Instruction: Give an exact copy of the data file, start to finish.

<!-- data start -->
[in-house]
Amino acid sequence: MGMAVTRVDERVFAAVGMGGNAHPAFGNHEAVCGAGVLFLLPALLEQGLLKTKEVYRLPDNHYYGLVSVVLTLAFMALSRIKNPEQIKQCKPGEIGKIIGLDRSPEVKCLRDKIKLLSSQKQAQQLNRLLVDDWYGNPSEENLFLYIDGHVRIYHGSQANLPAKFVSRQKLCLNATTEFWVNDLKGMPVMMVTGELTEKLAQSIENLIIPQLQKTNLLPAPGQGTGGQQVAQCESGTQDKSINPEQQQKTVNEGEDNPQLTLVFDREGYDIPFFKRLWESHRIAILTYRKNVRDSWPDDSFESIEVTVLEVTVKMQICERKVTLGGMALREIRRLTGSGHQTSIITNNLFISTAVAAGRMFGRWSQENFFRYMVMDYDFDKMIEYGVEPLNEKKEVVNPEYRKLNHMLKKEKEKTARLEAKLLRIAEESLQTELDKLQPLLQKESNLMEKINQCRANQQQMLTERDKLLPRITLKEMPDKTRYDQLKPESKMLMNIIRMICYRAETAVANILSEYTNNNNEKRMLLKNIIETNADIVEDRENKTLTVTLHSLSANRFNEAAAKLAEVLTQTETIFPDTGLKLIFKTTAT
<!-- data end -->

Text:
[in-house]
Amino acid sequence: MGMAVTRVDERVFAAVGMGGNAHPAFGNHEAVCGAGVLFLLPALLEQGLLKTKEVYRLPDNHYYGLVSVVLTLAFMALSRIKNPEQIKQCKPGEIGKIIGLDRSPEVKCLRDKIKLLSSQKQAQQLNRLLVDDWYGNPSEENLFLYIDGHVRIYHGSQANLPAKFVSRQKLCLNATTEFWVNDLKGMPVMMVTGELTEKLAQSIENLIIPQLQKTNLLPAPGQGTGGQQVAQCESGTQDKSINPEQQQKTVNEGEDNPQLTLVFDREGYDIPFFKRLWESHRIAILTYRKNVRDSWPDDSFESIEVTVLEVTVKMQICERKVTLGGMALREIRRLTGSGHQTSIITNNLFISTAVAAGRMFGRWSQENFFRYMVMDYDFDKMIEYGVEPLNEKKEVVNPEYRKLNHMLKKEKEKTARLEAKLLRIAEESLQTELDKLQPLLQKESNLMEKINQCRANQQQMLTERDKLLPRITLKEMPDKTRYDQLKPESKMLMNIIRMICYRAETAVANILSEYTNNNNEKRMLLKNIIETNADIVEDRENKTLTVTLHSLSANRFNEAAAKLAEVLTQTETIFPDTGLKLIFKTTAT